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Mentoring and Accountability

Godly Accountability in Appropriate Perspective:

Unfortunately, accountability has almost become a bad word for some Christians. Like the word "discipleship",  it has been so misused that the word itself can easily bring up bad memories and bad feelings. This is a tragedy for the Christian community, which has suffered from either too much accountability or no real accountability at all. Because of much unbalance and abuse, even the validity of being exclusively accountable to one person or group has come into question. And this is a good question. With exclusive accountability comes exclusive groups, and it becomes too easy to say, "I am of Paul…and I am of Apollos…I am of Cephas" Some react to this nonsense by tossing out the whole idea of human accountability altogether. They say, "Well then, I am of Christ" (1 Corinth. 1:12)

There is a truth to being only "of Christ" and His above all else. Many Christians find it a necessary thing to state and live, especially because of today's insanity of exclusive groups with their claimed allegiance to favored human superstars.  Lord knows, we need a reprieve from that! Yet, there is a better way.

We may have to 'separate out' ourselves by ‘going it alone’ when it comes to peer groups who idolize their leaders, but there is a way to balance reactionary independence with some interdependence. It IS POSSIBLE to establish relationships with balanced and healthy accountability. If it were not so, large parts of the Bible would have to be wiped out -- parts such as where Jesus taught his disciples, David learned from Samuel, and Paul traveled with Barnabas.

The Bible says it is wisdom to seek out others with knowledge and wisdom:

"Where there is no guidance, the people fall, but in abundance of counselors there is victory". (Proverbs 11:14)

Notice, this Scripture mentions an "abundance of counselors," not just one. This gives the impression of a community of wise counsel. Pride, however, would have us remain in isolation and defeat. When we are realistic about our failings and the scope of our power and wisdom, we will find that solving our own problems our own way is miserably inadequate. We may have to sacrifice our ‘freedom’ to do as we please, in order to seek and be respectfully open to human guidance. We may have to not only receive ministry through the Body of Christ, but follow wise counsel, too! In doing so, we reap the benefits of wisdom, which is victory. This is not such a terrible option. Therefore, we need not be ashamed of our need for positive alliances with loving people who are similarly committed to us in the Lord. It is a strength, not weakness. We need not be fearful either, because we CAN treat human accountability wisely. Not only that, but it CAN be successful.

A relationship that includes some amount of discipling, pastoring, teaching, training, ‘coaching’, counseling, or mentoring also requires some amount of accountability. One should bear in mind, however, that a relationship with accountability is the not the exclusive province of the pastoral/teacher role, since all equippers are called to participate in the maturation of the Body (Eph. 4:11-15). Indeed, the entire Body under the Headship of Jesus causes growth into Him (Eph. 4:15-16). Also, ultimately all Christians are accountable to one another in regards to sin and error (Matt. 18: 15). You might call this kind of accountability mutual accountability, and this would be an accurate description of what the Bible describes as being the norm within the Christian Community. This is similar to the concept of mutual submission and mutual service, which the Bible also supports. Reciprocal accountability and service would be foreign ideas to many who have separated themselves from the overall accountability of the Body of Christ by either following someone who has elevated themselves beyond reach of the accountiblity of 'average' Christians, or by being someone who has accepted such an elevated role. In any case, it is vital to remember not to elevate a person, a ministry, or a group beyond what Christ intended.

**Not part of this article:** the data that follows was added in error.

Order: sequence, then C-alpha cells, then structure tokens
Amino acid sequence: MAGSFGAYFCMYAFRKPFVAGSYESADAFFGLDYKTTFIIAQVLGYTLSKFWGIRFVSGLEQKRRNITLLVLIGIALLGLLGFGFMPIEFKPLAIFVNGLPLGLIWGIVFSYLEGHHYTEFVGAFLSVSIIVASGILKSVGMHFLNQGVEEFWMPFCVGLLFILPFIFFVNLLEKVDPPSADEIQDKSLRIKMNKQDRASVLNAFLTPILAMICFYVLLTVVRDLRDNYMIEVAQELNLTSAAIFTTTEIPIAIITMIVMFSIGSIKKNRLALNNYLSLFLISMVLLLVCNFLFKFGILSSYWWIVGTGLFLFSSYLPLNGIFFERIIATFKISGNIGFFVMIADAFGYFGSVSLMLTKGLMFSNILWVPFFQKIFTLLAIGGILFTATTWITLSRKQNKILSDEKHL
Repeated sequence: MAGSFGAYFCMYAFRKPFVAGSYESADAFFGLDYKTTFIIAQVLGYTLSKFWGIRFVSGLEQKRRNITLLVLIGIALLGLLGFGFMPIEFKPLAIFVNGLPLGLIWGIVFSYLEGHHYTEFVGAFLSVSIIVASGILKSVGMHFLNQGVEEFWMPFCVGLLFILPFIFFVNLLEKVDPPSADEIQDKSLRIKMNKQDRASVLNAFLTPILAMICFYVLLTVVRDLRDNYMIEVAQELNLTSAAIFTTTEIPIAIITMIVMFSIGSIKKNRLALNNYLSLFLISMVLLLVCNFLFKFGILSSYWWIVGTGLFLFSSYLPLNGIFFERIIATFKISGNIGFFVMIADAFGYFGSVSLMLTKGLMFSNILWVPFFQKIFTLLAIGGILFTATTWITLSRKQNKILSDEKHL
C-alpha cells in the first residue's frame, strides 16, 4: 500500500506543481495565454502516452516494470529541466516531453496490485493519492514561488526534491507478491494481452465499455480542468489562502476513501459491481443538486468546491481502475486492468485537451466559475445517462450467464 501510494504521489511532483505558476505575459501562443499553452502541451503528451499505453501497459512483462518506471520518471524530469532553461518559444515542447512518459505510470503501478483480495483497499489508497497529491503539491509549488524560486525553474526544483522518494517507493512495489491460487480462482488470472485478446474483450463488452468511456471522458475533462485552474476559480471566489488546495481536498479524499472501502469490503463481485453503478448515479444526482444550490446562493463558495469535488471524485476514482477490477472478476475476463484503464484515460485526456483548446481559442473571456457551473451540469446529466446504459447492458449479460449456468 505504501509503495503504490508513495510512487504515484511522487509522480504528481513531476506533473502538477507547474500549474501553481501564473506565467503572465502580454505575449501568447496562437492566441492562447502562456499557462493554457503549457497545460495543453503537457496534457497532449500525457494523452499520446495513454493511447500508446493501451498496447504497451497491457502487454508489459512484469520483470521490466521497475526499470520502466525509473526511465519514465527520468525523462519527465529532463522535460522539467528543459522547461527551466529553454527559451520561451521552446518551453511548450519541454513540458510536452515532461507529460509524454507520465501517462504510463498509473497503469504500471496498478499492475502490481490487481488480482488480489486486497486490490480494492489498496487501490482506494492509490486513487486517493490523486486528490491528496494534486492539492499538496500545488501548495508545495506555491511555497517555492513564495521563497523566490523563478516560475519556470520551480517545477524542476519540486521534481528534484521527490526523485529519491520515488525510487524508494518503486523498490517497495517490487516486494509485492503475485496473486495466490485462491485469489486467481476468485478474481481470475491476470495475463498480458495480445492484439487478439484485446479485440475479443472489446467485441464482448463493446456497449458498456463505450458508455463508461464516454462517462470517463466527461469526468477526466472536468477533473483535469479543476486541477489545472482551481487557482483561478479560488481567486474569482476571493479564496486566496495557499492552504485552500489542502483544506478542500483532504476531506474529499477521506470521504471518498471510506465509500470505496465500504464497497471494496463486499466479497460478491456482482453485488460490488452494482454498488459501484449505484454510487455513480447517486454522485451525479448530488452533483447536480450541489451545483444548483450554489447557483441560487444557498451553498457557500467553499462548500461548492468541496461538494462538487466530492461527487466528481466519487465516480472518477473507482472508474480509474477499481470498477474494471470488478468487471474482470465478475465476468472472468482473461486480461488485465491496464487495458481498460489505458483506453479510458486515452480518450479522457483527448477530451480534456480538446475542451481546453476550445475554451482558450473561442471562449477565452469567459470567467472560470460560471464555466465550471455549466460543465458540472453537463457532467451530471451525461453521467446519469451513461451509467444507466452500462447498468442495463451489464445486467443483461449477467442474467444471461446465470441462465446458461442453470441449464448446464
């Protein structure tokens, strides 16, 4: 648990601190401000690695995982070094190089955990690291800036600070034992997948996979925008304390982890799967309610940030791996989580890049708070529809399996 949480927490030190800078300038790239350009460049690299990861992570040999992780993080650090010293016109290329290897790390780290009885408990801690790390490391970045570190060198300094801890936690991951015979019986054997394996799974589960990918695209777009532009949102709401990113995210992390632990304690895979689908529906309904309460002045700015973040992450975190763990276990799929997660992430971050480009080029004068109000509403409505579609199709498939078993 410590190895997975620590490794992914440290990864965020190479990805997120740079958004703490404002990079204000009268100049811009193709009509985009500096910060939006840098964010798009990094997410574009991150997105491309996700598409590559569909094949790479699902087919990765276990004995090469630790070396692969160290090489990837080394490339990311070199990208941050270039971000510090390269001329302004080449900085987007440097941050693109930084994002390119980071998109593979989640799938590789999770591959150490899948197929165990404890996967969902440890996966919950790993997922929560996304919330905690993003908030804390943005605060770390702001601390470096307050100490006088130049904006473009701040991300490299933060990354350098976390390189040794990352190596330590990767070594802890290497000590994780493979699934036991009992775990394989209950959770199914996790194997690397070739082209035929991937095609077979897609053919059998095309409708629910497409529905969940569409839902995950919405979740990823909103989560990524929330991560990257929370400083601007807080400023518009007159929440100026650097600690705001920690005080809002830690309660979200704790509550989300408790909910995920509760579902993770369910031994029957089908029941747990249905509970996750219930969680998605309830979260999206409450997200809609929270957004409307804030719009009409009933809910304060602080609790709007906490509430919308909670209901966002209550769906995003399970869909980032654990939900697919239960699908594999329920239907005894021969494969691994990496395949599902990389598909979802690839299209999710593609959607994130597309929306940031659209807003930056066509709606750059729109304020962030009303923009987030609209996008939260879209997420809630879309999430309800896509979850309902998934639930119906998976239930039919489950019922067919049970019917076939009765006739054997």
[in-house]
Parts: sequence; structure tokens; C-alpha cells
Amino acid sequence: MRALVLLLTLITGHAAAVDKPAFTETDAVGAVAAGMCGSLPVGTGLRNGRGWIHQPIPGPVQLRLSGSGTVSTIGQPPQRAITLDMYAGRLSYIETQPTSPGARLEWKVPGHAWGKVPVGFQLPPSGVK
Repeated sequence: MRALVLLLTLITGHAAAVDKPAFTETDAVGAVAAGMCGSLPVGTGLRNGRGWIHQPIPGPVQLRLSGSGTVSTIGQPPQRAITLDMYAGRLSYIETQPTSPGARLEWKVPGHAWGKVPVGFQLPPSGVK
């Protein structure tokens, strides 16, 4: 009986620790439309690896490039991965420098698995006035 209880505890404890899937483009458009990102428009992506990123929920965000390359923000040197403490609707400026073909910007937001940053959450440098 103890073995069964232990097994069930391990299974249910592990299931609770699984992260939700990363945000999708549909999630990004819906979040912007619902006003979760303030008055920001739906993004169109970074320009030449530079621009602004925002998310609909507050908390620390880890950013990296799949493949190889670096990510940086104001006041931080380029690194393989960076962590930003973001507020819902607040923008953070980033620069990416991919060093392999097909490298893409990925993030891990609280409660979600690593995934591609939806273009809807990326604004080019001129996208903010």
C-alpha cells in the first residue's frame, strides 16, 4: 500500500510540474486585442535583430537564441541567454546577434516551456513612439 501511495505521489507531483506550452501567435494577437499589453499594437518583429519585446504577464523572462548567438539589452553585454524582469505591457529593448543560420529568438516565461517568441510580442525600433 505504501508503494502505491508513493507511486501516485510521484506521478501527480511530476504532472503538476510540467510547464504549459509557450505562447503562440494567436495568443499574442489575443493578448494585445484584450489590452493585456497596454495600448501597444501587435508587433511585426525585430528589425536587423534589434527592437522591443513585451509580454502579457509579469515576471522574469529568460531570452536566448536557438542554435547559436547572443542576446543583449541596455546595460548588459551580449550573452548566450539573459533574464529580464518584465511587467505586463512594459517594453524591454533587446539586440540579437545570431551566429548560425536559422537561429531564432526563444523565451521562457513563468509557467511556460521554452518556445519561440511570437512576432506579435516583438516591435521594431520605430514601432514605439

Aside from this general principle of cooperative accountability among brothers and sisters in the Lord, reinforcing relationships with temporarily intense accountability is useful for certain agreed-upon goals. Accountability in these relationships is an especially helpful tool when our own resolve, willpower, knowledge, or self-encouragement is not enough. . The success of groups like Alcoholics Anonymous attests to the power of godly accountability and intense "discipleship". Of course, we don’t have to be an alcoholic to realize this type of humility and the success that comes with it. We don’t even have to have any life-debilitating problems or ‘hit bottom’, as they say.